Here are three types of money:
- Commodity money: goods of value are used as money (e.g. gold in your example, or cigarettes in a prison),
- Representitive money: money is still based on a commodity but, instead of actually using that commodity in exchange, they use pieces of paper that can be exchanged for the commodity (e.g. the gold standard),
- Fiat money: money with no intrinsic value, which is trusted by people because they government tells them it will be the official medium of exchange into the indefinite future (e.g. the modern US dollar, British pound, Euro, etc.).
A fourth type that is emerging (e.g., in the form of Bitcoin) has no intrinsic value and no official backing from government. It is accepted in exchange solely because people believe that will be able to spend it again in the future.
The physical burden of physical money
Firstly, there is a serious practical problem associated with commodity money in its purest form, namely that transporting and storing the money is difficult and expensive. If I want to buy a house, am I supposed to work around with half a million dollars worth of "stuff" in a briefcase and hope nobody steals it? What if I want to buy a book from Amazon? Do I have to send them some gold coins in the mail?
At the very least, these considerations are going to compel people to use representative rather than commodity money.
The problem of debasement
Where commodity money has been used historically, it has been exposed to the problem of "shaving". Since the currency is intrinsically valuable, there is an incentive to shave a tiny amount off of each coin (such that the difference is indistinguishable from normal coin wear) and melt those shavings together into a piece of precious metal that can be sold. You can read more about this here.
Takes away some valuable policy tools
Imposing a commodity money would take from the government some valuable tools to deal with economic shocks. In particular, it reduces the ability of the government to use monetary policy to reduce the real effect of economic downturns. For example, during the most recent recession, major governments engaged in "quantitiative easing", which saw them creating new money to stimulate the economy. This would be much more difficult if creating new money meant having to dig a significant quantity of gold out of the ground of another country.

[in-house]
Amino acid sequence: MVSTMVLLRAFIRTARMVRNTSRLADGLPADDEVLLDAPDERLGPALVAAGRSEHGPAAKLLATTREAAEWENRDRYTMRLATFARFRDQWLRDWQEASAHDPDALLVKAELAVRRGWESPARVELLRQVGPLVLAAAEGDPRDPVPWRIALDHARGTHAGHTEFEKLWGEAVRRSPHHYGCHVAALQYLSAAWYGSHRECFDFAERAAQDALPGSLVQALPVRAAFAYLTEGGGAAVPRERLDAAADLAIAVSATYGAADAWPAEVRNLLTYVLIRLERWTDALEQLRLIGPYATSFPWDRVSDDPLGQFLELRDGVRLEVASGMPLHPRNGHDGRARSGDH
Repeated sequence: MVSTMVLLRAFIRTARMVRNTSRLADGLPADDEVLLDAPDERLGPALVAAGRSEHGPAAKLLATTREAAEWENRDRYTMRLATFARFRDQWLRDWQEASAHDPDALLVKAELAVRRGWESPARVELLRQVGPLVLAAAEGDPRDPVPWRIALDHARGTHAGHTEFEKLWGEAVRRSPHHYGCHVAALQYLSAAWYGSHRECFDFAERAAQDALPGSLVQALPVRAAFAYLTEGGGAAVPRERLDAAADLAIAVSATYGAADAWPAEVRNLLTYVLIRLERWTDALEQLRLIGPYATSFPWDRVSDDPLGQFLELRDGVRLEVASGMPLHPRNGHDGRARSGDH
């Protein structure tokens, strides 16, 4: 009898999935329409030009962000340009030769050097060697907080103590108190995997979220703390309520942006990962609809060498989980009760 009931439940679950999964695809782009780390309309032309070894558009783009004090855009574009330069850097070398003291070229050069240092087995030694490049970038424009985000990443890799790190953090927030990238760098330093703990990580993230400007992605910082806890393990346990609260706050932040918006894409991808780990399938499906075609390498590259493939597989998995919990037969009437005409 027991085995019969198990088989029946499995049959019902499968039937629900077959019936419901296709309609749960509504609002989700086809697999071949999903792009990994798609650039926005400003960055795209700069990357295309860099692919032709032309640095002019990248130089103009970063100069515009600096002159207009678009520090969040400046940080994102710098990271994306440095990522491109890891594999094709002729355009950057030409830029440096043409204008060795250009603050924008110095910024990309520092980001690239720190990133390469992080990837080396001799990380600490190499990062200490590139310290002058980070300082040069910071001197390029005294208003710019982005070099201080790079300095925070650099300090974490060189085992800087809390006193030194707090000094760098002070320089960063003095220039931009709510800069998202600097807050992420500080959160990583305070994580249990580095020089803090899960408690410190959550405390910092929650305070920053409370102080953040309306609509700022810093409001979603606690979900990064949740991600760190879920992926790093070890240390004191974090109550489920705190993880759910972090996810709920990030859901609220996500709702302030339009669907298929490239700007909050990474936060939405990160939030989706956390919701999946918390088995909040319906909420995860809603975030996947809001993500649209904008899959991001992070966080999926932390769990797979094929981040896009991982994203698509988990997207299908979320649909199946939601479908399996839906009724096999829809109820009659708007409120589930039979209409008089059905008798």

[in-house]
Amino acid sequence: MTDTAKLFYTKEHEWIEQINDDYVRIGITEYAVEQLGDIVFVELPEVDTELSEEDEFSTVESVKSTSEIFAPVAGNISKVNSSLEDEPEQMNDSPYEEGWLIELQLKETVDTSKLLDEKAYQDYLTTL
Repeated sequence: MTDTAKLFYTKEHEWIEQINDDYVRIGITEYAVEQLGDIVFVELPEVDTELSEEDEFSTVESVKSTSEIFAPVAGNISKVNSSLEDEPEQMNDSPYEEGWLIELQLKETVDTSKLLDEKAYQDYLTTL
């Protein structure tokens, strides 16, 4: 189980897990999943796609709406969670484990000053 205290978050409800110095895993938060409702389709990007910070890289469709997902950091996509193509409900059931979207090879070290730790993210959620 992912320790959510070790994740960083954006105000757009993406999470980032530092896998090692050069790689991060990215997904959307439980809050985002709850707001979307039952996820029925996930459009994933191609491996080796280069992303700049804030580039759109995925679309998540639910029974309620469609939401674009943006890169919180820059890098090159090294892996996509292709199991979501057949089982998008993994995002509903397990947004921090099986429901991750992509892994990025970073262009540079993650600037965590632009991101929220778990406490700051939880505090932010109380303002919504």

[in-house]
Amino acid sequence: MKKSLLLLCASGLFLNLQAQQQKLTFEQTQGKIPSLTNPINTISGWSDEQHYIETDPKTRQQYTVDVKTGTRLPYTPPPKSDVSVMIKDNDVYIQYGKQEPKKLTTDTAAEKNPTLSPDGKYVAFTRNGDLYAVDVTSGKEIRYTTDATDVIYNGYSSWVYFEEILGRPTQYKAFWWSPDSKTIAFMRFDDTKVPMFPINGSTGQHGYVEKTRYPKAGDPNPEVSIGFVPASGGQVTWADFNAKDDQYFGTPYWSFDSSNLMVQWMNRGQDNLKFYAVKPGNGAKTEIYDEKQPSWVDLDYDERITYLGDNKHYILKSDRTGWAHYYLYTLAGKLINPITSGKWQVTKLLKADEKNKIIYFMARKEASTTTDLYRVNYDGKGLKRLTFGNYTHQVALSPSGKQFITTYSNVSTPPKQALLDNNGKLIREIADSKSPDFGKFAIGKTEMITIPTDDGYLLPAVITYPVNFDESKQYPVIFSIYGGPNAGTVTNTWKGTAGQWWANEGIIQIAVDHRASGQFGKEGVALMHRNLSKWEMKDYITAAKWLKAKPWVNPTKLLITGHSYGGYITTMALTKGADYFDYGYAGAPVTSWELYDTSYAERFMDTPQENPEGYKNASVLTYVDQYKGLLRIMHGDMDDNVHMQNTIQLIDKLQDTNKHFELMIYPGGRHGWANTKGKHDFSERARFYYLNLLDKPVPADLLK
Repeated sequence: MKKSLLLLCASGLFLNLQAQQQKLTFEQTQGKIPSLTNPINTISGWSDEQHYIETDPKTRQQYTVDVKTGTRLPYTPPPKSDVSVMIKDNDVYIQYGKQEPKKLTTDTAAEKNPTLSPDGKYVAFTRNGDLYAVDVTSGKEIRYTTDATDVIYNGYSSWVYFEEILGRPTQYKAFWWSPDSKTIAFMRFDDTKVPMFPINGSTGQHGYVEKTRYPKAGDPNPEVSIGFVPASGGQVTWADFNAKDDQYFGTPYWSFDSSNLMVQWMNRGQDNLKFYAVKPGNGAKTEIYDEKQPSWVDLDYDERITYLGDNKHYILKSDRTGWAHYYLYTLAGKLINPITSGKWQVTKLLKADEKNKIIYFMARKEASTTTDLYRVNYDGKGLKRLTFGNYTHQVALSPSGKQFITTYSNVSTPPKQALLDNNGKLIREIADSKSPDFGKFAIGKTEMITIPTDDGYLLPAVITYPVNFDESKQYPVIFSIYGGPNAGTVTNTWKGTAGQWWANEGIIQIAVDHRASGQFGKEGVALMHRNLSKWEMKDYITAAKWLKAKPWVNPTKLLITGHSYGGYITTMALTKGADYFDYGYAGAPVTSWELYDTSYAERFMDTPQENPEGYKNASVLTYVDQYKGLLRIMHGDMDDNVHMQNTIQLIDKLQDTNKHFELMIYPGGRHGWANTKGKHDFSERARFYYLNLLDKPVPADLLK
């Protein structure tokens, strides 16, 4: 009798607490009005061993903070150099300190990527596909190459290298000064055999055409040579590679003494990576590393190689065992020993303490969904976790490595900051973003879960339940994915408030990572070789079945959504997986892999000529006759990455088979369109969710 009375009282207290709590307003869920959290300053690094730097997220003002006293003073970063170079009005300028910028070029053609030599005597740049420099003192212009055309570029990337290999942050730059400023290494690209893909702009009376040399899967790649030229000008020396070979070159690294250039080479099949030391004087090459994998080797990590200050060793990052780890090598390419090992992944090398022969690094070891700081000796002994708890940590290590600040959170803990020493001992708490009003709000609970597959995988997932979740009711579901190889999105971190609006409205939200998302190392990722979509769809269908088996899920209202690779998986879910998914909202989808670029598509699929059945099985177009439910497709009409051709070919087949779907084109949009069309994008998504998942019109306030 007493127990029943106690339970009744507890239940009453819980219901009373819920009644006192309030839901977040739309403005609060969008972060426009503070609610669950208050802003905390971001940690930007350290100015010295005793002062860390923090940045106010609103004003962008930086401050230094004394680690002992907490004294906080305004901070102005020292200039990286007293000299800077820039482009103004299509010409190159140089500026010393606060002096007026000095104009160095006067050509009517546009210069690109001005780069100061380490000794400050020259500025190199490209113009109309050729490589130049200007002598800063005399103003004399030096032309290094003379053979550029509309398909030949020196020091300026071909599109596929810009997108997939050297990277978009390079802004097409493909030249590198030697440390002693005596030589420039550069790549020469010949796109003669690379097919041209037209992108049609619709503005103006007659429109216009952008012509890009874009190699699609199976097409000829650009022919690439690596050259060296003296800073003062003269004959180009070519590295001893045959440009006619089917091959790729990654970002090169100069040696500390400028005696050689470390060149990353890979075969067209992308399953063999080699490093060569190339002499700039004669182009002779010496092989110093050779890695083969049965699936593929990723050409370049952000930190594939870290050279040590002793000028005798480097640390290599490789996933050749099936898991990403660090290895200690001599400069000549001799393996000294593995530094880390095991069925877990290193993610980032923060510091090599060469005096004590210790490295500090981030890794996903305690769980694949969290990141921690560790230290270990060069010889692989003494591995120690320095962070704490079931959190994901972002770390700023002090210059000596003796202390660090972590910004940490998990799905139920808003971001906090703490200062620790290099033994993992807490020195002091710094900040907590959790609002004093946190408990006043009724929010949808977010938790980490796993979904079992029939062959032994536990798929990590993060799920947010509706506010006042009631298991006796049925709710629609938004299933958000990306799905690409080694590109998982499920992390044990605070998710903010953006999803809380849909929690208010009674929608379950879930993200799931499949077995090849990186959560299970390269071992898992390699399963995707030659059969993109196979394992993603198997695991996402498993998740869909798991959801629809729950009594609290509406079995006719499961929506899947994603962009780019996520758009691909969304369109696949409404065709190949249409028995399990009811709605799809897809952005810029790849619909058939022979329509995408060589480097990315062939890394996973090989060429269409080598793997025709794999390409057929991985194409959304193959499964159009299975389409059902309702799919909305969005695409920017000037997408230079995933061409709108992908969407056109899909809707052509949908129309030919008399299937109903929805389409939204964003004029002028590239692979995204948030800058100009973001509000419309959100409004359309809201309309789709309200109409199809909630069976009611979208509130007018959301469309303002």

Additionally, it is not obvious how big/genuine the advantages you describe are. For example, here is a plot of US inflation:
Note that inflation tended to have higher peaks and be much more volatile during the first half of the C20 than in recent years. But that was exactly when the gold standard was in effect and the value of currency was directly tied to a physical commodity. Also, deflation was more common then, which is problematic because deflation has a number of damaging effects on an economy. Modern policy makers are better able to regulate the money supply to control inflation and keep it around the low and stable levels thought to be optimal.
People might be more willing to trust commodity money. But they would have to overcome concerns about counterfeiting and debasement. Recent experience from the last half century has been that people in stable democracies are, in fact, quite willing to trust fiat money.
Edit in response to comment:
It's true that precious metals are sufficiently valuable that large quantities are not needed to make most payments. But the problem remains that (a) if I am carrying them around to make payments then I am subject to a new source of theft/loss that is less acute with electronic financial balances; (b) insisting on a physical commodity money makes it hard to transact remotely (e.g. buying goods online or remitting money to pay for bills or an invoice); (c) businesses regularly need to spend, store, and move money on the order of millions or sometimes billions; often across borders or oceans. Moving from a world in which money can be stored and moved at essentially zero real cost, with essentially zero delay, to one where we are burning real resources to move physical stuff around would be a huge technological step backwards.
I don't understand what you mean about debit cards. Your whole question started out with "...not the version I always see mentioned (trading bills for gold at a set price). I mean having gold coins in circulation..." i.e. we are talking about commodity money, not representative money. Yes, debit cards fix the problem of physics, but they also mean we aren't talking about commodity money any more. Having a debit card you can hand to your bank in exchange for gold is really equivalent to having a US dollar banknote that you can hand in to exchange for gold.
Yes, the US dollar has lost a lot of its purchasing power. But that's a good thing! There are numerous economic benefits to a low (but positive) stable rate of inflation. Inflation per se is not bad, it only becomes problematic when we have either very high levels of inflation, or when the rate of inflation is not stable (both were true under the gold standard).